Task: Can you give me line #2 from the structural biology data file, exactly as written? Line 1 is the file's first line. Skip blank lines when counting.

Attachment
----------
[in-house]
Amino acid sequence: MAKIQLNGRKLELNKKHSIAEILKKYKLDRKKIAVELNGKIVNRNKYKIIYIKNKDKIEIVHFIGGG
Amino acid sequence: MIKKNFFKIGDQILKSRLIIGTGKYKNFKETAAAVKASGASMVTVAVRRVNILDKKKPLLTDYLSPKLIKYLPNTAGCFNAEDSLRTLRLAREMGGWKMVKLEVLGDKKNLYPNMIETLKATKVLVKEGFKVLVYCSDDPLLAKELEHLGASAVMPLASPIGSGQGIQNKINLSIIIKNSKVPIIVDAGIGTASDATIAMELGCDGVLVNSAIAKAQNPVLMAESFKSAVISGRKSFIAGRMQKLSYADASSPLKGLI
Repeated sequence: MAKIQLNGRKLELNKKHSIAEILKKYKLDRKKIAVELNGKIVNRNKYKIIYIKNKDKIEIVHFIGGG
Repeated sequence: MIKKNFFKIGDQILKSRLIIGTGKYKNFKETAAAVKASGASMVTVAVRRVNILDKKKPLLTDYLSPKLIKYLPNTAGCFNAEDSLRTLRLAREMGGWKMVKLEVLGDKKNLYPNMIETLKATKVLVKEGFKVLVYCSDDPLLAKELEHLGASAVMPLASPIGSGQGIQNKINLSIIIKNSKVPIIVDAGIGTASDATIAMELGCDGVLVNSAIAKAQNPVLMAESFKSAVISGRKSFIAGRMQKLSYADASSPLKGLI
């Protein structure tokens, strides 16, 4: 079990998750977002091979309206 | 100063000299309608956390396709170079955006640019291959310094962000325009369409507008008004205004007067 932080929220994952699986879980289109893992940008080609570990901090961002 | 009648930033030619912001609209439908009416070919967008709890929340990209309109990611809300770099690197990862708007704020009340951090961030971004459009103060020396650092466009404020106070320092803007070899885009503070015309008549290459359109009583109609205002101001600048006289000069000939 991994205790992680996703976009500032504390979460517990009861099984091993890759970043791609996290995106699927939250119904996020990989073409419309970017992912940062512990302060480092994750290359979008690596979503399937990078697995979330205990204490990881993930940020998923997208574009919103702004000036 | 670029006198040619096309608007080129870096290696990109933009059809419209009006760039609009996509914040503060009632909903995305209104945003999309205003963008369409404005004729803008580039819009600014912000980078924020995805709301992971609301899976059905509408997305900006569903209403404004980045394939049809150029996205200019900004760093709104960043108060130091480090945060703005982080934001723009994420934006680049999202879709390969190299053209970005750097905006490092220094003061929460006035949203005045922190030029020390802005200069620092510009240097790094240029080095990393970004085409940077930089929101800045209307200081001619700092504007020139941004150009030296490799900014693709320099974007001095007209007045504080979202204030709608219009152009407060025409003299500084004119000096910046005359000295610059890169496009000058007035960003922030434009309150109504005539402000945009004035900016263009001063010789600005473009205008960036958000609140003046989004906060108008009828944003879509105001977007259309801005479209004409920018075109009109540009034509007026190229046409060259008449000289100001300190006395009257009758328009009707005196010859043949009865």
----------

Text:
Amino acid sequence: MAKIQLNGRKLELNKKHSIAEILKKYKLDRKKIAVELNGKIVNRNKYKIIYIKNKDKIEIVHFIGGG